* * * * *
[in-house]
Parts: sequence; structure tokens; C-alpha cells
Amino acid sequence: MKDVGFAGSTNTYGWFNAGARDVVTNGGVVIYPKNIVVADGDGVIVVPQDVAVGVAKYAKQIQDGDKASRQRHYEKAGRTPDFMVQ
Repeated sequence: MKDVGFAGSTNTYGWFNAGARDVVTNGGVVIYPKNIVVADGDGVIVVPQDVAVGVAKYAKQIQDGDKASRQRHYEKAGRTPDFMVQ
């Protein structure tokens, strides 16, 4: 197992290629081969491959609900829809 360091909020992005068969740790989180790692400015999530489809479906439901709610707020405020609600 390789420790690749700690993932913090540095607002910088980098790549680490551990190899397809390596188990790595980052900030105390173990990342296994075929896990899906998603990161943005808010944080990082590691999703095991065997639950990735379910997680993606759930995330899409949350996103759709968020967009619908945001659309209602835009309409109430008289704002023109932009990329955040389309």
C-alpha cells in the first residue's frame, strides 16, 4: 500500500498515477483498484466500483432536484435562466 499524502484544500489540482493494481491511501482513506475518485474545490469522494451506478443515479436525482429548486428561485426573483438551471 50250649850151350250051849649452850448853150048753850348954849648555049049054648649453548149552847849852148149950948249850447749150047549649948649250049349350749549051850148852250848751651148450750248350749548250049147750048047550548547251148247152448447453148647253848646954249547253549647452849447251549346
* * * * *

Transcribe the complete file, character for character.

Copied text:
[in-house]
Parts: sequence; structure tokens; C-alpha cells
Amino acid sequence: MKDVGFAGSTNTYGWFNAGARDVVTNGGVVIYPKNIVVADGDGVIVVPQDVAVGVAKYAKQIQDGDKASRQRHYEKAGRTPDFMVQ
Repeated sequence: MKDVGFAGSTNTYGWFNAGARDVVTNGGVVIYPKNIVVADGDGVIVVPQDVAVGVAKYAKQIQDGDKASRQRHYEKAGRTPDFMVQ
């Protein structure tokens, strides 16, 4: 197992290629081969491959609900829809 360091909020992005068969740790989180790692400015999530489809479906439901709610707020405020609600 390789420790690749700690993932913090540095607002910088980098790549680490551990190899397809390596188990790595980052900030105390173990990342296994075929896990899906998603990161943005808010944080990082590691999703095991065997639950990735379910997680993606759930995330899409949350996103759709968020967009619908945001659309209602835009309409109430008289704002023109932009990329955040389309």
C-alpha cells in the first residue's frame, strides 16, 4: 500500500498515477483498484466500483432536484435562466 499524502484544500489540482493494481491511501482513506475518485474545490469522494451506478443515479436525482429548486428561485426573483438551471 50250649850151350250051849649452850448853150048753850348954849648555049049054648649453548149552847849852148149950948249850447749150047549649948649250049349350749549051850148852250848751651148450750248350749548250049147750048047550548547251148247152448447453148647253848646954249547253549647452849447251549346